The Job Market: What People Are Saying

So I’ve been checking out the PhD support boards, of which you are hopefully a member … if not, join already at, and connect with people on our journey.  I was curious about the post with the greatest number of views and replies.

By far, and I mean, by tenfold in many cases, it was about the job market.  The post is up and is titled, “Has the market changed so much, or did I have the wrong idea in the first place?”  My gut reaction to this title is that the author had the wrong idea in the first place if what she would like to do is teach college students.  Before I clicked on the post, I did not know if that was her plan, but my impression is that many people working on this degree are looking to teach college students.

The reason I believe this is that, while there may be many positions in faculty teaching, when I look closely, the degree or background required can be rather specialized.  For example, there is a posting now in my city’s major university for an instructor in nanomaterials.  If you have a more general degree, there may be more demand, but also much more supply.  In addition, a large percentage of teaching positions in post-secondary schools are awarded to adjunct instructors who often hold a Master’s degree only.

However, the thread of the discussion turned out to be the hiring practices of universities and failure to conduct a nationwide search for many positions.  People are working hard to be the top candidate, but in several cases a Dean’s favorite or someone’s spouse has the open position.  So there is a pool of resentment and disgruntled, temporary lecturers.  If you are in that boat, you have company.

Either way, feel free to share your story here.  Of course, anonymously!  I have been in this situation personally, but it was at a private university, so the same rules are not in place.  For me, the best thing is to have support in the teaching role itself because I tend toward optimism in future opportunities, wherever they may fall.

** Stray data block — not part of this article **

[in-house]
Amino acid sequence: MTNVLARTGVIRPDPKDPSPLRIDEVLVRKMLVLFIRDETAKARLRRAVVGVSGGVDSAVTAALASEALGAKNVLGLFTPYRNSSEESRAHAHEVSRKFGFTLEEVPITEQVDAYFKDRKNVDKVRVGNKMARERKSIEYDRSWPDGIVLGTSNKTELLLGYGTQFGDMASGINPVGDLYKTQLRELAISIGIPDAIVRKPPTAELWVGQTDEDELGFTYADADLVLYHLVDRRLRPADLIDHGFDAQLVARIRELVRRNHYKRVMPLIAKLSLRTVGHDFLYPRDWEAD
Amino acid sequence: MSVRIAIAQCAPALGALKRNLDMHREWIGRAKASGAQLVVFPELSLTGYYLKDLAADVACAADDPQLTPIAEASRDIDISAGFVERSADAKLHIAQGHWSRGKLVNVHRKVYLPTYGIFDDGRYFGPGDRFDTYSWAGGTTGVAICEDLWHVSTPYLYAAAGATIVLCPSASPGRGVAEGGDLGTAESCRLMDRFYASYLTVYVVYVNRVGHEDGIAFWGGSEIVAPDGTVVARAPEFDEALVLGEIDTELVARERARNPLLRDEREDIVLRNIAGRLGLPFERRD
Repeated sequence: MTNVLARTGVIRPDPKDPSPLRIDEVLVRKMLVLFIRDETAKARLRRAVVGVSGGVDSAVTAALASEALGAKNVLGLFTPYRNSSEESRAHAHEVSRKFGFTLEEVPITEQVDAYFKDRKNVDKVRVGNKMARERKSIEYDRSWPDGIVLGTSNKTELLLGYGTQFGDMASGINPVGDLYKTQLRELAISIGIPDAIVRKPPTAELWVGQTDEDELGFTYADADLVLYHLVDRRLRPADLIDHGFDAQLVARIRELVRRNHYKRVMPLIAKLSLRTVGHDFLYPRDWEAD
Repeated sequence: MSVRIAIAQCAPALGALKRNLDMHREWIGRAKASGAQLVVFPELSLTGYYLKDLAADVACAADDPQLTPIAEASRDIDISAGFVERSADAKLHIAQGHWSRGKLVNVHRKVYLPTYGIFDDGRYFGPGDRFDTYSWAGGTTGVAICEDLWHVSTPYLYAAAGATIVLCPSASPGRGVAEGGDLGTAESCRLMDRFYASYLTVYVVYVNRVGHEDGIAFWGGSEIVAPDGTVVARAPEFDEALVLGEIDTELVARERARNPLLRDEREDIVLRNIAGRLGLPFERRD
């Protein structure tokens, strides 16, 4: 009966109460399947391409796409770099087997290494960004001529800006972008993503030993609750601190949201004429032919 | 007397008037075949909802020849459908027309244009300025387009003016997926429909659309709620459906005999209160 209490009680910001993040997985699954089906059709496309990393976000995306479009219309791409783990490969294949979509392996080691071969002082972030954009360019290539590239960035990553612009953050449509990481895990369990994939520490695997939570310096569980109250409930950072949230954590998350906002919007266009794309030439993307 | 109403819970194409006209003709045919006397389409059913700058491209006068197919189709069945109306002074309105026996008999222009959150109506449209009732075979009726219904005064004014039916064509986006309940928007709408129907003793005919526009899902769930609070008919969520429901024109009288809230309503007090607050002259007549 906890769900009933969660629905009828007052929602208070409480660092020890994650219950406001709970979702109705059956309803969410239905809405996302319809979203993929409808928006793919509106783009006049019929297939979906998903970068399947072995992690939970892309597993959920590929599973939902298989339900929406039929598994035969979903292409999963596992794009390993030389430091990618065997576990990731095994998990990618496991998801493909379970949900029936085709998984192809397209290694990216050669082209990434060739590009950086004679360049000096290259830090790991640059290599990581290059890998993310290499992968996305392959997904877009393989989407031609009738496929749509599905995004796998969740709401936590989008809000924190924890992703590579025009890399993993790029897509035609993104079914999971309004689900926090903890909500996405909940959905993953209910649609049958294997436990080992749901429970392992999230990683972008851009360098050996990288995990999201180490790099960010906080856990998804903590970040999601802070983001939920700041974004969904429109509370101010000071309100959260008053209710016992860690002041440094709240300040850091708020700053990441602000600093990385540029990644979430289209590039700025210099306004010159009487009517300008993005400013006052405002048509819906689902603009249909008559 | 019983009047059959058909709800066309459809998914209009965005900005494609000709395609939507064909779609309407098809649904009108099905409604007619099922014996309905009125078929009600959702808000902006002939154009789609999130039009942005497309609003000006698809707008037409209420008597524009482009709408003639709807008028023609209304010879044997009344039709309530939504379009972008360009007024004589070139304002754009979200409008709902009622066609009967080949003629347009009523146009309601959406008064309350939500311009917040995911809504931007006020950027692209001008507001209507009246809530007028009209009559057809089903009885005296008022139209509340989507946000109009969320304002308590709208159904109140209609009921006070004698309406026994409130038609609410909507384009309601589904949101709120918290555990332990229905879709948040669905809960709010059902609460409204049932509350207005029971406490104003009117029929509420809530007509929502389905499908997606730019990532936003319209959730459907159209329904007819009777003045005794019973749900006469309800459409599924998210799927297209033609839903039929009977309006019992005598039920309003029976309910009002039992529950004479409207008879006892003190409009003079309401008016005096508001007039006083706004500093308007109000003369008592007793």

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Dissertation Communication: The Committee

In this day and age of online education, I am curious lately about how members of the dissertation committee communicate with one another. I am working on the dissertation portion of my degree online, and my Chair has changed more than once, as have the Member(s) of the reading committee.

My Chair is very friendly and has shared with me that he lives in two different areas of the country during different times of the year. I stalked one of the readers online, and she lives in neither place, so I don’t presume they fly to a mutually agreed upon destination to discuss my paper in person.

This leaves email, the telephone, or some type of Google hangout situation. I am eliminating texting about a dissertation. No matter what the type of communication, I am also curious as to whether it is a formative or summative assessment of the work from each party. My impression is that the assessment from one reader to the next is summative, meaning that the work is “complete” for the next reader.

The collaboration takes place after the submission, or assessment.

I don’t know if a formative assessment would be better for these purposes; there is always a case to be made for all types of assessment-centered learning. I’ll let you consult your ProQuest on that. However, I once got a job offer because a principal asked me how often I assess students, and I replied, “Every day.”

These are my own reflections. I will tell you that the Google window box revealed limited information on this topic. The process is collaborative and cooperative between student and faculty across several websites. One school’s job description indicated the Chair was the conduit between the learner and the Committee. It also revealed that some schools allow students to select members of their Committee. This would be harder in an online environment without knowing the professors as well.

Multiple areas of expertise help the student and the school. I still would like to know how Committees around the country communicate.

Anyone willing to share?

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Dissertations of the Influential

Many thanks to Kyara Tobias for reaching out and sharing her excellent info graphic and in-depth research on dissertations of the influential.  Check out her site and other work she has done at Online PhD programs.  I was most interested in the plight of the adjunct, which may be a future topic here.


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Eleven Dissertation Editors: Who They Are and How to Reach Them